Posts Tagged ‘X factor’

There are two direct maternal descendants of Romola Hal racing in New Zealand today. Articulight, the Art Major gelding son of Light Of The South, is in Race 9 at 6.17pm, and My Rona Gold, the Klondike Kid mare from Dreamy Romance, is in Race 9 at Invercargill at 3.28pm.  On 1 May Elliot Daniel chalked up another win – he’s descendant from Romalie Hanover via her son George Allen, as covered in Part 3 of this series. I want to say just a week bit more about Elliot Daniel while I’m thinking about it – he’s particularly interesting in that he has three quite close links to Romola Hal through his sire (Live Or Die) his damsire Sands A Flying as well as through his grandam Armbro Zip Zap.

Breeder Mike Finlayson writes about Light Of The South and breeding back to the herd

Mike Finlayson of “Finn” fame, bred the first foal by Art Major from Light Of The South, before she went to Brian Cowley. He adds some more insight on the breeding, but adds ‘Give a tip 0’ the hat to Ken MacKay of Premier Pedigrees because most of it is based on his work. In my view Ken is ahead of his time when it comes to standardbred breeding.” And I think many of us would concur with that.

Thought I’d chip in with a few comments on this mare for your most excellent blog on the Romola Hal’s line.

First off the O’Briens bred this mare. I got her to put to Art Major because it was a great opportunity to breed back into the herd through a set of full sisters. The family were also natural runners which was probably due to it tracing relatively close up to thoroughbred origins.

She was for sale for next to nothing through the Weekly.  Light of the South didn’t have a great reputation when I got her. She was a lay-down-sally on the track when they tried her and when she arrived from up north she was SPCA material. Motherhood and TLC softened her and she was a great mum in the end.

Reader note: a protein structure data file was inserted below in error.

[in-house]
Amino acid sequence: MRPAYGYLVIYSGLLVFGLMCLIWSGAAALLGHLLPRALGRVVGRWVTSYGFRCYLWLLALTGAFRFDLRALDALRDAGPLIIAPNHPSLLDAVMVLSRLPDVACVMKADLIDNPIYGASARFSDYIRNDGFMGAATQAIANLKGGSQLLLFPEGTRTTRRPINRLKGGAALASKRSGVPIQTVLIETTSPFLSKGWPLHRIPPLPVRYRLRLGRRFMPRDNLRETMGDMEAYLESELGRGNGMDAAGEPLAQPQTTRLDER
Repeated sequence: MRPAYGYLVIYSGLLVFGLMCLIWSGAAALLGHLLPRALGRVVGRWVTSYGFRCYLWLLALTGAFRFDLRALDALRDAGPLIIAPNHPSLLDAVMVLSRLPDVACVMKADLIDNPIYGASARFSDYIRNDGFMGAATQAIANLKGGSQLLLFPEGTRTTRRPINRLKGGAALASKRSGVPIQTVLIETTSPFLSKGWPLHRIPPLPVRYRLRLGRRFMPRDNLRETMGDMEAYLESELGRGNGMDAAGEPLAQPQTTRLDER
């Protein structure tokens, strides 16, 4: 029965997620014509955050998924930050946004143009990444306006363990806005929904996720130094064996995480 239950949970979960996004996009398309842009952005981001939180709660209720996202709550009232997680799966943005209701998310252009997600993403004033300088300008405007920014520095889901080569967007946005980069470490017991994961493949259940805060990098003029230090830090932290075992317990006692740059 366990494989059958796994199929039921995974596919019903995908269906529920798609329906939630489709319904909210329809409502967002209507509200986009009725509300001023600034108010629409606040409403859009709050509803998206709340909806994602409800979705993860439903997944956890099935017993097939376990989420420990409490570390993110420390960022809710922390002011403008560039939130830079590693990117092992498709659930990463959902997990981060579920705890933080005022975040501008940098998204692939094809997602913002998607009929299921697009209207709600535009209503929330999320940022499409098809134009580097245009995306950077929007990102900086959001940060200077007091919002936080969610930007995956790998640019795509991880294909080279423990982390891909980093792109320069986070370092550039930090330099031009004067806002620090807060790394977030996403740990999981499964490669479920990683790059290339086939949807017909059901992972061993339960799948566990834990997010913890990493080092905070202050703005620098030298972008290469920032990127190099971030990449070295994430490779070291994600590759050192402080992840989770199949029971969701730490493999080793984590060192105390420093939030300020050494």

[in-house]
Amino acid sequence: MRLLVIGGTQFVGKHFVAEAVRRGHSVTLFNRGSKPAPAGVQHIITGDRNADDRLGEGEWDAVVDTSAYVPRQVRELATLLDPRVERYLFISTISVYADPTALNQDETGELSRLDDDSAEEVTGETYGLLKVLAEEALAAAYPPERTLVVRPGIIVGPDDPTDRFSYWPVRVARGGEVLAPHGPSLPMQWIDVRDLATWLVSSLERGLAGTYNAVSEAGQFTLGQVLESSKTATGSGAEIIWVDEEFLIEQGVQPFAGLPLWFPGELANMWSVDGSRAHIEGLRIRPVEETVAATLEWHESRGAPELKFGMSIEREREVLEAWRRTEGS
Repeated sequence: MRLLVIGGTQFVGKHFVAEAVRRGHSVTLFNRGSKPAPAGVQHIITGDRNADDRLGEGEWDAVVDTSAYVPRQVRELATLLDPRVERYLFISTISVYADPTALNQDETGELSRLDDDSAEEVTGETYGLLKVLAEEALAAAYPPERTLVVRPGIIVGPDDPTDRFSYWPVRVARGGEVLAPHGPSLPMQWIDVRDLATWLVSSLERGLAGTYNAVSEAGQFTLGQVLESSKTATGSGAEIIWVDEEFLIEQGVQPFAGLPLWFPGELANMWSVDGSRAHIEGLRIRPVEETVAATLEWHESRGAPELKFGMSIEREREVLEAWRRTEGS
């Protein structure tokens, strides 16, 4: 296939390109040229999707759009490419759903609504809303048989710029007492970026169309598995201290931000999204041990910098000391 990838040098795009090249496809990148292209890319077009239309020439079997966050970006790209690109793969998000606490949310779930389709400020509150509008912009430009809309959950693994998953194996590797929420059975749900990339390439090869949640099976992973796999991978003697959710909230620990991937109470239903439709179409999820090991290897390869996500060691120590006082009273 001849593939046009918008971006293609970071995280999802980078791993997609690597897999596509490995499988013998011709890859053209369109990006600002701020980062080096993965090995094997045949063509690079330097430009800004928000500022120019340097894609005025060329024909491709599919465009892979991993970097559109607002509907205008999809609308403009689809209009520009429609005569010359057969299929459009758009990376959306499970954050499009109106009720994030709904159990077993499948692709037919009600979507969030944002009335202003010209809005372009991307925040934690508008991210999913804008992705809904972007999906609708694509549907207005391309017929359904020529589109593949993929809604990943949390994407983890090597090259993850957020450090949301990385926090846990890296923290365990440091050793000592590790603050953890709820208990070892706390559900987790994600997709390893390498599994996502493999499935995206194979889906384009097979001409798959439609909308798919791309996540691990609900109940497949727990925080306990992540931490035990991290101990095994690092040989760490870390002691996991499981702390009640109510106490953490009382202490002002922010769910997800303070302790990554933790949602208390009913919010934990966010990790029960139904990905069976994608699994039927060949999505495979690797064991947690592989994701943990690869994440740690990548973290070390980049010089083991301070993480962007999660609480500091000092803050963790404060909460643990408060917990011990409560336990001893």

I think the interesting thing in all this is that just because she went to Art Major and didn’t produce a champion first up doesn’t mean that it was a bad choice of stallion. The law of probabilty is 1 in 4, so theoretically you should patronise a sire four times for maximum results. This is directly related to the X factor theory that says that a union of each chromosome will produce a differing set of genes. Perhaps the best example of this is Pleasant Franco. She went to In the Pocket four times producing a champion in Christian Cullen, two good  horses in Julius Caesar and Tiger Woods and a mare Dreamsaregold which was unraced and hasn’t produced anything of any significance.

Thus its difficult to draw conclusions about a cross based on one union.

I think the interesting thing in this particular discussion is that the law of probability is often overlooked in breeding. In other words one shot is often not enough to see if a cross works as you’ve only got a 1 in 4 chance of hitting the jackpot. That’s why I’ve put Eilish Finn back to Grinfromeartoear for the third time. She has produced two very good horses in Mac the Finn and That Guy Finn to Grin. I’m hoping this time will be the champion. But it may be a dud. Or it could be another good horse. Because the odds remain forever 1 in 4 for every mating.

I asked Mike if he thought it was important where the cross lay in the sire’s pedigree e.g. Art Major versus his son Art Official:

If you are breeding back to a superior female, it is better if the particular female is in the very bottom line of a proposed sire’s maternal pedigree although the duplication can be anywhere within the broodmare’s total pedigree. That way you are returning blood to the direct maternal line of the sire and that is considered a superior form of pedigree matching than breeding back into the sire’s paternal line (Ken MacKay).

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